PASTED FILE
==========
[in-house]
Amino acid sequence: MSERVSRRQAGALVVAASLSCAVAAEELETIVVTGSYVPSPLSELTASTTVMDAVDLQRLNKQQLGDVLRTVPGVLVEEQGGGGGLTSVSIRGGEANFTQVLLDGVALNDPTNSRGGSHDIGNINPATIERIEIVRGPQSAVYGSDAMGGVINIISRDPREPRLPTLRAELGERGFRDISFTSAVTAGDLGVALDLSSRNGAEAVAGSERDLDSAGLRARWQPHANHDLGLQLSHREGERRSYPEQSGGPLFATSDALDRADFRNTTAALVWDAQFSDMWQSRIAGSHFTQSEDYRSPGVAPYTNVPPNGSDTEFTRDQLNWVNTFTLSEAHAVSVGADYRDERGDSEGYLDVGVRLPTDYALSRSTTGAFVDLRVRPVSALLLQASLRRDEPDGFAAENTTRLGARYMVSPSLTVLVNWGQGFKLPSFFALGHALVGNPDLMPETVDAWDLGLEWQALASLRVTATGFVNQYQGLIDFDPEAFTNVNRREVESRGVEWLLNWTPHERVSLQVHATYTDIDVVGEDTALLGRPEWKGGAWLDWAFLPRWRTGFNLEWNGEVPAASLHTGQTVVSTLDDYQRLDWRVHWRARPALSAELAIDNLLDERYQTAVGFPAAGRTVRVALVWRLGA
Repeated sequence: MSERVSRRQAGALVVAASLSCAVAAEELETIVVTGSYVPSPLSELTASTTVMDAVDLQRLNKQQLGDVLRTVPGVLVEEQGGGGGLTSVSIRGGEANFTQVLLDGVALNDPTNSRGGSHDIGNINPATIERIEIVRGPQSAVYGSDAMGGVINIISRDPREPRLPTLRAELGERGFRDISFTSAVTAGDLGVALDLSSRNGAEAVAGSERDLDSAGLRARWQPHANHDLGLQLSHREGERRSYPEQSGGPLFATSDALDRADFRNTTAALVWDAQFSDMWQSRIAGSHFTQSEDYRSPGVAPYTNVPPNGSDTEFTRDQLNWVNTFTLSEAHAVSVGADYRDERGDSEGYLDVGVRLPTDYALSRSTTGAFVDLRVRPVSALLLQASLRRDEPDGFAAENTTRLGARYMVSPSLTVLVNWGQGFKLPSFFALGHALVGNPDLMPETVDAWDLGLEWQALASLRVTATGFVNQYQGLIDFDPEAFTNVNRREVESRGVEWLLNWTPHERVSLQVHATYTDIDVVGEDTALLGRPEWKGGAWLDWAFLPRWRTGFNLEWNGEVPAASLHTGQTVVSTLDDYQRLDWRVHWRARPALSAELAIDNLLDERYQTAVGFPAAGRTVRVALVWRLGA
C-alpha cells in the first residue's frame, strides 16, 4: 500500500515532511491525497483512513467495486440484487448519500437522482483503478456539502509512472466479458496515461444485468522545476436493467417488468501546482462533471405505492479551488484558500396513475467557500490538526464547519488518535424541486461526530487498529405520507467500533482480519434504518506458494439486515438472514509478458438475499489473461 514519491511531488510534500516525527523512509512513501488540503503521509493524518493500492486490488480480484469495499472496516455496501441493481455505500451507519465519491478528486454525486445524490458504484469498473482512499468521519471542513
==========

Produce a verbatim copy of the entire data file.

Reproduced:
[in-house]
Amino acid sequence: MSERVSRRQAGALVVAASLSCAVAAEELETIVVTGSYVPSPLSELTASTTVMDAVDLQRLNKQQLGDVLRTVPGVLVEEQGGGGGLTSVSIRGGEANFTQVLLDGVALNDPTNSRGGSHDIGNINPATIERIEIVRGPQSAVYGSDAMGGVINIISRDPREPRLPTLRAELGERGFRDISFTSAVTAGDLGVALDLSSRNGAEAVAGSERDLDSAGLRARWQPHANHDLGLQLSHREGERRSYPEQSGGPLFATSDALDRADFRNTTAALVWDAQFSDMWQSRIAGSHFTQSEDYRSPGVAPYTNVPPNGSDTEFTRDQLNWVNTFTLSEAHAVSVGADYRDERGDSEGYLDVGVRLPTDYALSRSTTGAFVDLRVRPVSALLLQASLRRDEPDGFAAENTTRLGARYMVSPSLTVLVNWGQGFKLPSFFALGHALVGNPDLMPETVDAWDLGLEWQALASLRVTATGFVNQYQGLIDFDPEAFTNVNRREVESRGVEWLLNWTPHERVSLQVHATYTDIDVVGEDTALLGRPEWKGGAWLDWAFLPRWRTGFNLEWNGEVPAASLHTGQTVVSTLDDYQRLDWRVHWRARPALSAELAIDNLLDERYQTAVGFPAAGRTVRVALVWRLGA
Repeated sequence: MSERVSRRQAGALVVAASLSCAVAAEELETIVVTGSYVPSPLSELTASTTVMDAVDLQRLNKQQLGDVLRTVPGVLVEEQGGGGGLTSVSIRGGEANFTQVLLDGVALNDPTNSRGGSHDIGNINPATIERIEIVRGPQSAVYGSDAMGGVINIISRDPREPRLPTLRAELGERGFRDISFTSAVTAGDLGVALDLSSRNGAEAVAGSERDLDSAGLRARWQPHANHDLGLQLSHREGERRSYPEQSGGPLFATSDALDRADFRNTTAALVWDAQFSDMWQSRIAGSHFTQSEDYRSPGVAPYTNVPPNGSDTEFTRDQLNWVNTFTLSEAHAVSVGADYRDERGDSEGYLDVGVRLPTDYALSRSTTGAFVDLRVRPVSALLLQASLRRDEPDGFAAENTTRLGARYMVSPSLTVLVNWGQGFKLPSFFALGHALVGNPDLMPETVDAWDLGLEWQALASLRVTATGFVNQYQGLIDFDPEAFTNVNRREVESRGVEWLLNWTPHERVSLQVHATYTDIDVVGEDTALLGRPEWKGGAWLDWAFLPRWRTGFNLEWNGEVPAASLHTGQTVVSTLDDYQRLDWRVHWRARPALSAELAIDNLLDERYQTAVGFPAAGRTVRVALVWRLGA
C-alpha cells in the first residue's frame, strides 16, 4: 500500500515532511491525497483512513467495486440484487448519500437522482483503478456539502509512472466479458496515461444485468522545476436493467417488468501546482462533471405505492479551488484558500396513475467557500490538526464547519488518535424541486461526530487498529405520507467500533482480519434504518506458494439486515438472514509478458438475499489473461 514519491511531488510534500516525527523512509512513501488540503503521509493524518493500492486490488480480484469495499472496516455496501441493481455505500451507519465519491478528486454525486445524490458504484469498473482512499468521519471542513